Cashing in on interest in Hollywood murders
US director Quentin Tarantino among those signing up for macabre tours
LOS ANGELES: As a tour guide specialising in notorious Hollywood deaths, Mr Scott Michaels is well aware of America's morbid fascination with the dark side of Tinseltown.
But on the 50th anniversary of the murders of Hollywood actress Sharon Tate and four of her house guests at the hands of Charles Manson's apocalyptic cult, he has never seen anything like it.
"It's unprecedented really. I've never seen this attention," he said, at his museum in Los Angeles.
Mr Michaels drives his customers up to Cielo Drive, the leafy and winding road above exclusive Beverly Hills where Tate, French-Polish director Roman Polanski's 26-year-old 8½-months pregnant wife, was stabbed to death in the early hours of Aug 9, 1969.
One of those customers last year was US director Quentin Tarantino, undertaking research for his new movie Once Upon A Time In Hollywood, which takes the killings as its backdrop.
The deaths terrorised Hollywood and made headlines around the world.
Manson, portrayed at his trial as a drug-crazed loner with mesmerising powers of persuasion, ordered devotees to carry out killings in wealthy white neighbourhoods in an effort to trigger a race war.
Currently showing here, the film stars Margot Robbie as an innocent and carefree Tate, and has intensified interest in a tragedy often described as a seminal moment in US history - the end of the 1960s era of peace and love.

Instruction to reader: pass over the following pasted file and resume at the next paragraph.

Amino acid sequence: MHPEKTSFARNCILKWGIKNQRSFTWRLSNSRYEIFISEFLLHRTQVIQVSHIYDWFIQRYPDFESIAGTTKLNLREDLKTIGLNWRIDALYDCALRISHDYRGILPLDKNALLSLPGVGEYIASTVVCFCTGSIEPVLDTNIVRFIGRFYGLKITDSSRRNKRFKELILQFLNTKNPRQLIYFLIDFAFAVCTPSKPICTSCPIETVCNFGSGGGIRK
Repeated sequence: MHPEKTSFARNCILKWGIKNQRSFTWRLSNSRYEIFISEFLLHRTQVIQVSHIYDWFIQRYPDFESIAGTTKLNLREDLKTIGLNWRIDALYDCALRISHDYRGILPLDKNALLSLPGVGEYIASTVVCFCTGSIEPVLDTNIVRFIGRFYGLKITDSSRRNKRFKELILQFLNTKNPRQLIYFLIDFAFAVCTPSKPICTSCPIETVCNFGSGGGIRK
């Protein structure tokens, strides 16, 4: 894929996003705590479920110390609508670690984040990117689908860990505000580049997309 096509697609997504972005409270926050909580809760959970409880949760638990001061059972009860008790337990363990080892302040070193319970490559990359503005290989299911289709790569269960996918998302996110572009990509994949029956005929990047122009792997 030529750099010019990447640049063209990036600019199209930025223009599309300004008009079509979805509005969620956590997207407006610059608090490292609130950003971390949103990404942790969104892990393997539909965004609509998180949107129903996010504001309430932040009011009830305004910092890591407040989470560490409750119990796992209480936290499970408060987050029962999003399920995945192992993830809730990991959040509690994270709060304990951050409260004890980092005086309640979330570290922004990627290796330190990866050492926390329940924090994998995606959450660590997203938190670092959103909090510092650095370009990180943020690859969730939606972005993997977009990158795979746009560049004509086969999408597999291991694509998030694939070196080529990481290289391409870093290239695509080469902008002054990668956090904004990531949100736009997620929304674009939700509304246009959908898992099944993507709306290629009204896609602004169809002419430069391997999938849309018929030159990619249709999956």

"Sharon was beautiful... She's become this sort of true crime symbol of absolute good, whereas Manson is the opposite," said Mr Michaels, who is credited as a technical consultant on the film.
Manson died in a California prison in 2017, but the gruesome details of the murders he ordered live on.
While Mr Michaels' Dearly Departed museum in Los Angeles serves up a range of macabre mementos and grisly guided tours of deaths ranging from Janis Joplin to the Black Dahlia, the Manson murders stand apart.
Ms Peggy Miles, 56, who grew up close to the killings in west Los Angeles and is similarly fascinated, is taking the Helter Skelter tour, named after Manson's crazed plan to spark a race war in the US - itself named after the Beatles song.
Also on the bus is 28-year-old Ms Lauren Kershner, who became obsessed with Manson's cult as a young teenager and has read prosecutor Vincent Bugliosi's bestselling book on the case five times.
Mr Michaels said such fascination with details is common, extending even to Mr Tarantino who contacted him ahead of shooting Once Upon A Time In Hollywood for assistance with research and location scouting.
The director asked Mr Michaels endless questions ranging from the Cielo Drive house's previous occupants to which book coffee heiress Abigail Folger, who was one of the victims at Tate's house, was reading when she died. - AFP